Agatha Christie’s Archaeological Work In Ancient Assyrian City Of Nimrud, Iraq Destroyed By ISIS

Agatha Christie helped with archaeological discoveries in Nimrud, Iraq.

When Agatha Christie was busy working on some of her most popular novels, she was also doing a very important job preserving archaeological remnants in Nimrud, the same ancient Assyrian city in Iraq that saw many of these relics destroyed last year by ISIS.

Agatha Christie not only wrote the world’s best-selling mystery novel and is only outsold by Shakespeare and the Bible, but the Associated Press has reported that without her diligence and dedication, many Assyrian treasures in the city of Nimrud would never have been discovered.

Max Mallowan was Agatha Christie’s second husband and was also a renowned archaeologist. Despite the fact that Christie was so busy writing books, she still made the time to accompany her husband for months each year on his archaeological expeditions. In fact, in the 1950s, Mallowan’s career was virtually made because of his Nimrud digs. Agatha Christie’s grandson, Mathew Prichard, said that it was commonplace for Agatha to disappear with her husband each winter.

“They disappeared into Iraq or Syria and returned in May or June. To her, it was just as important as writing. Her role, and she was quite old-fashioned about this, her role in the 1950s was to go on these digs with her husband and help him with the photography and dealings with the local labor force.”

Two Assyrian winged bulls. In 2015, Islamic State militants bulldozed the ancient Assyrian city of Nimrud, in Iraq, where Agatha Christie worked on archaeological excavations.

Agatha Christie’s love of ancient history and archaeology was readily apparent in her books like Murder in Mesopotamia and Death on the Nile.

One of Max Mallowan’s discoveries was the famous winged bulls, or lamassu. These were protective deities dating back to the 13th century BCE, that once stood guard at the Northwest Palace of Ashurnasirpal II and there is an undated black and white photo that Christie took showing two of these winged bulls that she and her husband had discovered on their archaeological digs.

Some of Mallowan’s other discoveries included ivory figurines, with one of them known as the “Mona Lisa of Nimrud.” This particular figurine was reported to have been found inside of a muddy well. British archaeologist Georgina Herrmann described how Agatha Christie employed a different technique to cleaning this ivory figurine.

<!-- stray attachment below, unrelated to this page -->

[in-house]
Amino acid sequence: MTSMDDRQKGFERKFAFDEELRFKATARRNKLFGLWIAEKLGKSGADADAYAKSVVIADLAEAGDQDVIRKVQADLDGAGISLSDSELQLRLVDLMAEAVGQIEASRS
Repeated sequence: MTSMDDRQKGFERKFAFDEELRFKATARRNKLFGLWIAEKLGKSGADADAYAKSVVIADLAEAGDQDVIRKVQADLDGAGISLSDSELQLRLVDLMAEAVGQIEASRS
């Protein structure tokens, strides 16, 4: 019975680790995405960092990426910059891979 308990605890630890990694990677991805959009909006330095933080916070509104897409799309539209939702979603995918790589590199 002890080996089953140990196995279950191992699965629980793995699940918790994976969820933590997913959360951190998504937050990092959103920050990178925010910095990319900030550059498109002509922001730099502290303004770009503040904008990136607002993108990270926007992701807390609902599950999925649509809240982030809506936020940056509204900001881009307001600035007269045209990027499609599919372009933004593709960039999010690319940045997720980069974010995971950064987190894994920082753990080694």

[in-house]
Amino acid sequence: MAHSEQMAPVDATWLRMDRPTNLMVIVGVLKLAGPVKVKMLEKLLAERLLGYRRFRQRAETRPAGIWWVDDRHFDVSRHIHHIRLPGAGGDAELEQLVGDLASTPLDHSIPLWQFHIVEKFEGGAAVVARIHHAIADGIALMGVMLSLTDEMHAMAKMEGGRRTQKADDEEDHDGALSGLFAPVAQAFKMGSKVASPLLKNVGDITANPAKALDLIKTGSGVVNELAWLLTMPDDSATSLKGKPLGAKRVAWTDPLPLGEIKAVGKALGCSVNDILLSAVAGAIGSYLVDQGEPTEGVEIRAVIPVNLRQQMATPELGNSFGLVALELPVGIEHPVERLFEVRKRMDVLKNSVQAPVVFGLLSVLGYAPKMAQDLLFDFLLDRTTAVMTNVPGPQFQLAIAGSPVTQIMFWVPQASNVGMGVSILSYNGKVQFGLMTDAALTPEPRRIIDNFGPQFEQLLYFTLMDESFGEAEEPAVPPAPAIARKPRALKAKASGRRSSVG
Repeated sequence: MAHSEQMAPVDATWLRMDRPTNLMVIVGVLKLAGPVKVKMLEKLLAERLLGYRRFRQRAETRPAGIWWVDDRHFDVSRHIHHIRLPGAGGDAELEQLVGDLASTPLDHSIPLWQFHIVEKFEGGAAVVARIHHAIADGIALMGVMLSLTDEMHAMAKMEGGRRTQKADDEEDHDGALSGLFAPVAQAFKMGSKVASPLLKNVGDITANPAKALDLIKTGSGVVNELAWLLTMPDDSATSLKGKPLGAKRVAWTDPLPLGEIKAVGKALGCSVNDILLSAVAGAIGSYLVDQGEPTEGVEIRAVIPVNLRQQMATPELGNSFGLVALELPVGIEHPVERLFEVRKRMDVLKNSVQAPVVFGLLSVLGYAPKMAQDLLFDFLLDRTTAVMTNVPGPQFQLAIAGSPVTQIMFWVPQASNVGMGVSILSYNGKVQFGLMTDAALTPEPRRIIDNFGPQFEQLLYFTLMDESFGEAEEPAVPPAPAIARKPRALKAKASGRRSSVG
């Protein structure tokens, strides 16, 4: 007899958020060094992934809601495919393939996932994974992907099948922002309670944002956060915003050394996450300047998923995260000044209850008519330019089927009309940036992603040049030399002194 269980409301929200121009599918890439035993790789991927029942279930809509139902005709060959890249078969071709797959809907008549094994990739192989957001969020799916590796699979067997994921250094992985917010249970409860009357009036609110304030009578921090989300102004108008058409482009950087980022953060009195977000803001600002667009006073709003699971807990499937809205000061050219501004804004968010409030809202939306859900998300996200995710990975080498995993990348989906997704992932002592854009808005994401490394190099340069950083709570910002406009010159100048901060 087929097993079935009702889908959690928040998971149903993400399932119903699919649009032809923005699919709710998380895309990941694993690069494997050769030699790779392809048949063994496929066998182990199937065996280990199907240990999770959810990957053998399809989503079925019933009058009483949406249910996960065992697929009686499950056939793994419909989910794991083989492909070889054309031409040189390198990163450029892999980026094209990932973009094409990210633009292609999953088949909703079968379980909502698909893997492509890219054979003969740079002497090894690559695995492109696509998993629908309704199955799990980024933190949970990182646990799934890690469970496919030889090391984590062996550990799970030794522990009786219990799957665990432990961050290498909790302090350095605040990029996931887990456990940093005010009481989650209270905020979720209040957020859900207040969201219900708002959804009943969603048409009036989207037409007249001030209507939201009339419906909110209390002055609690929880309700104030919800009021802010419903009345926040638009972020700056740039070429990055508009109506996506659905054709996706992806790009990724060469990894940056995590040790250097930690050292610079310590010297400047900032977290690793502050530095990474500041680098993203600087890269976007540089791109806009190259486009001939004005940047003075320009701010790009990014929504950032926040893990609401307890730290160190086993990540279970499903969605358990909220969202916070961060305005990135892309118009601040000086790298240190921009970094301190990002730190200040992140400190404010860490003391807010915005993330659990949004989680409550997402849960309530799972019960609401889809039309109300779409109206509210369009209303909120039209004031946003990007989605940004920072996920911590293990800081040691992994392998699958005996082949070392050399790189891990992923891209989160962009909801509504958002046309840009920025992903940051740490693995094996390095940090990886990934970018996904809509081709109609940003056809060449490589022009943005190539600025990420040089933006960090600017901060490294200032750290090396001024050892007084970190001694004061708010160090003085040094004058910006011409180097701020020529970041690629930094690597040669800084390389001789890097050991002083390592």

“She spent hours drying it and cleaning it off, with her face cream.”

With certain ivory figurines having been found smashed, Christie relished the opportunity to put them back together again, according to Georgina Herrmann.

“Agatha was a passionate solver of jigsaw puzzles and crossword puzzles. She laid all these pieces out, there must have been hundreds of them, and put them together.”

However, things have changed greatly since Agatha Christie and Max Mallowan made their discoveries in Nimrud in Iraq, as their grandson Mathew Prichard explained.

“To say they would have thought it was a tragedy is an understatement. If my grandparents could somehow be alive again and see the newspapers for a week, they would not have recognized the places where they had been and lived and worked.”

A shattered relief at the Northwest Palace site of Nimrud in Iraq on December 14, 2016.

One of the changes that has happened since Agatha Christie and her husband visited Nimrud was that Islamic State fighters ransacked this city in 2015, as PBS reported, because ISIS has said that pre-Islamic art is idolatrous. The head of the U.N.’s cultural agency has called this a “war crime” and Ihsan Fethi, a member of the Iraqi Architects Society, had strong words for the destruction that ISIS had caused.

“I cannot even describe the immensity of this loss. This is one of the most famous and probably one of the most important sites in the world.”

In November, the BBC showcased the remains of Nimrud in a series of photographs, which shows much of the ancient city in Iraq is now rubble. The site once covered 1.35 square miles and is now much smaller in size after so much destruction.

In Agatha Christie’s non-fiction book Come Tell Me How You Live, about her archaeological work in the 1940s, Christie wrote, “Inshallah, I shall go there again, and the things that I love shall not have perished from this earth.” While most of Agatha Christie’s archaeological work in Nimrud, Iraq, has been destroyed by ISIS, Iraqi forces have now taken Nimrud back.

[Featured Image by Hulton Archive/Getty Images]